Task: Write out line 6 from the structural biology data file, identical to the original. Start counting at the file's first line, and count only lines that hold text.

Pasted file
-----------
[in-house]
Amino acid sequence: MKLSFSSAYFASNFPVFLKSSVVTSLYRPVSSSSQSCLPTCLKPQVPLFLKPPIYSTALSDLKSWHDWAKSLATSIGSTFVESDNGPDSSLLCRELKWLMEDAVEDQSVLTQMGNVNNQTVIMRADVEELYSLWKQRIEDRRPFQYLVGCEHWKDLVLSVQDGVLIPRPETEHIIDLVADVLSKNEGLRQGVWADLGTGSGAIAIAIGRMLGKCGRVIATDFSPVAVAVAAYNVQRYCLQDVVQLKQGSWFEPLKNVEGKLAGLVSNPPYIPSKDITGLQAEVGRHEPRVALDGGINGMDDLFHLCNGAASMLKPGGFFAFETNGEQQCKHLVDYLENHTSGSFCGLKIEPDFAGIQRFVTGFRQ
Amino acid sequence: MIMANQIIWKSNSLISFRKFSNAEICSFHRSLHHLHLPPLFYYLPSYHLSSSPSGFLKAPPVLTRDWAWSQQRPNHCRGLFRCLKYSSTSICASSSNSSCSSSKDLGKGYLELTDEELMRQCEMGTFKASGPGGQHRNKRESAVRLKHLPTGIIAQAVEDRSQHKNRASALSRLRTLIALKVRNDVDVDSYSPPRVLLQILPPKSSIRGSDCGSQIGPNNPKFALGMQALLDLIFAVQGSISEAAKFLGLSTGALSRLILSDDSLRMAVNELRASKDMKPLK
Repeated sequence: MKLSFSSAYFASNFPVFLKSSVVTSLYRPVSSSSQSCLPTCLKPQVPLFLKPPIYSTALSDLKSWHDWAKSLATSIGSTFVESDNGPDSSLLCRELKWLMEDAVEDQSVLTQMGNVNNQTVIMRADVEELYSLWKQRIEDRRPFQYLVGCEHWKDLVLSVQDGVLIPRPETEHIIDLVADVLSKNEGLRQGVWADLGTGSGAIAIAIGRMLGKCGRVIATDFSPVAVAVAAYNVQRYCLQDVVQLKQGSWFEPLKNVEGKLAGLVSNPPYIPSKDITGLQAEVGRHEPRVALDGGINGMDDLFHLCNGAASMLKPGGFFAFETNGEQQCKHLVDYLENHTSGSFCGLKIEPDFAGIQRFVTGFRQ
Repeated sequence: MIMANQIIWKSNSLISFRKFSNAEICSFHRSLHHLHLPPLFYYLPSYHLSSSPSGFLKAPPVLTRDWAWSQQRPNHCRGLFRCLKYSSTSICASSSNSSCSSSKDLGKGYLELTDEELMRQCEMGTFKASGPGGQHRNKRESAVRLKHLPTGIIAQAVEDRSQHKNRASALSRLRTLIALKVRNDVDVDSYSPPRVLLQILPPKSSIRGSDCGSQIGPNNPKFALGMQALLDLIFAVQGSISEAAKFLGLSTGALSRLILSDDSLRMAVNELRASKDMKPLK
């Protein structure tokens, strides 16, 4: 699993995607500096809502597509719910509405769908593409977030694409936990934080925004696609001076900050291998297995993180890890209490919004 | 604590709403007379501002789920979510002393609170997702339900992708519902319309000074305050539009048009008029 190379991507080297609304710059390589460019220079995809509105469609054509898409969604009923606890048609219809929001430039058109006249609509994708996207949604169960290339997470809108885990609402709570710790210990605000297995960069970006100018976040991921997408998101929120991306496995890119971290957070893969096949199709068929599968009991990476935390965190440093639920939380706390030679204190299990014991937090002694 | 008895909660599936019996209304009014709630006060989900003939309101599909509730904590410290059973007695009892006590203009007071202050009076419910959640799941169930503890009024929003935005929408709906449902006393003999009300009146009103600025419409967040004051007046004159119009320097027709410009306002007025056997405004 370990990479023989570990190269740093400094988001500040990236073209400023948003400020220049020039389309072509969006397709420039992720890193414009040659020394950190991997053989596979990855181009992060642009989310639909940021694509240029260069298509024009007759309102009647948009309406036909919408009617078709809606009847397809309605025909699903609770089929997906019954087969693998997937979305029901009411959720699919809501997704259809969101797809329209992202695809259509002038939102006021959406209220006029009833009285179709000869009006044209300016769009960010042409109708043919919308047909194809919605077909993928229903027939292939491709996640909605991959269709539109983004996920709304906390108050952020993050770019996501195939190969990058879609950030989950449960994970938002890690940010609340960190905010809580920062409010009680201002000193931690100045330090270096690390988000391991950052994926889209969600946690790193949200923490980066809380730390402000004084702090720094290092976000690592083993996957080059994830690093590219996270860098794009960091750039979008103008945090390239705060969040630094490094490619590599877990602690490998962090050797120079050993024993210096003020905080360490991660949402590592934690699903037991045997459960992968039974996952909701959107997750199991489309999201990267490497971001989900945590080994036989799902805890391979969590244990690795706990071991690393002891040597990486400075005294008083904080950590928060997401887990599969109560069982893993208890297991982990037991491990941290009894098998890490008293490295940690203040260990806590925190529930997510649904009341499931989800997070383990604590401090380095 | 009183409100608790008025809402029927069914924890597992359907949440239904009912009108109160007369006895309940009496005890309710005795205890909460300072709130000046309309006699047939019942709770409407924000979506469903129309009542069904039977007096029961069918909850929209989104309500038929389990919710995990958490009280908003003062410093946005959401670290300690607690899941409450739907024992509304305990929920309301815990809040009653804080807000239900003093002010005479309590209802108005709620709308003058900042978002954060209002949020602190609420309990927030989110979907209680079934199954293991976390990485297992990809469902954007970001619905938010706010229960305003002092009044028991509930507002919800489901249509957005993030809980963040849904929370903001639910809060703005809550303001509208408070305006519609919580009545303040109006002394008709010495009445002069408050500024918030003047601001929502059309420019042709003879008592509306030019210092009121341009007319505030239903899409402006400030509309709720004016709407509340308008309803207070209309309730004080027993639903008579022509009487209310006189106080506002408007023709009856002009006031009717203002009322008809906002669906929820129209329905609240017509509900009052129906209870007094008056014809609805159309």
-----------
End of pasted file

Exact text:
């Protein structure tokens, strides 16, 4: 699993995607500096809502597509719910509405769908593409977030694409936990934080925004696609001076900050291998297995993180890890209490919004 | 604590709403007379501002789920979510002393609170997702339900992708519902319309000074305050539009048009008029 190379991507080297609304710059390589460019220079995809509105469609054509898409969604009923606890048609219809929001430039058109006249609509994708996207949604169960290339997470809108885990609402709570710790210990605000297995960069970006100018976040991921997408998101929120991306496995890119971290957070893969096949199709068929599968009991990476935390965190440093639920939380706390030679204190299990014991937090002694 | 008895909660599936019996209304009014709630006060989900003939309101599909509730904590410290059973007695009892006590203009007071202050009076419910959640799941169930503890009024929003935005929408709906449902006393003999009300009146009103600025419409967040004051007046004159119009320097027709410009306002007025056997405004 370990990479023989570990190269740093400094988001500040990236073209400023948003400020220049020039389309072509969006397709420039992720890193414009040659020394950190991997053989596979990855181009992060642009989310639909940021694509240029260069298509024009007759309102009647948009309406036909919408009617078709809606009847397809309605025909699903609770089929997906019954087969693998997937979305029901009411959720699919809501997704259809969101797809329209992202695809259509002038939102006021959406209220006029009833009285179709000869009006044209300016769009960010042409109708043919919308047909194809919605077909993928229903027939292939491709996640909605991959269709539109983004996920709304906390108050952020993050770019996501195939190969990058879609950030989950449960994970938002890690940010609340960190905010809580920062409010009680201002000193931690100045330090270096690390988000391991950052994926889209969600946690790193949200923490980066809380730390402000004084702090720094290092976000690592083993996957080059994830690093590219996270860098794009960091750039979008103008945090390239705060969040630094490094490619590599877990602690490998962090050797120079050993024993210096003020905080360490991660949402590592934690699903037991045997459960992968039974996952909701959107997750199991489309999201990267490497971001989900945590080994036989799902805890391979969590244990690795706990071991690393002891040597990486400075005294008083904080950590928060997401887990599969109560069982893993208890297991982990037991491990941290009894098998890490008293490295940690203040260990806590925190529930997510649904009341499931989800997070383990604590401090380095 | 009183409100608790008025809402029927069914924890597992359907949440239904009912009108109160007369006895309940009496005890309710005795205890909460300072709130000046309309006699047939019942709770409407924000979506469903129309009542069904039977007096029961069918909850929209989104309500038929389990919710995990958490009280908003003062410093946005959401670290300690607690899941409450739907024992509304305990929920309301815990809040009653804080807000239900003093002010005479309590209802108005709620709308003058900042978002954060209002949020602190609420309990927030989110979907209680079934199954293991976390990485297992990809469902954007970001619905938010706010229960305003002092009044028991509930507002919800489901249509957005993030809980963040849904929370903001639910809060703005809550303001509208408070305006519609919580009545303040109006002394008709010495009445002069408050500024918030003047601001929502059309420019042709003879008592509306030019210092009121341009007319505030239903899409402006400030509309709720004016709407509340308008309803207070209309309730004080027993639903008579022509009487209310006189106080506002408007023709009856002009006031009717203002009322008809906002669906929820129209329905609240017509509900009052129906209870007094008056014809609805159309």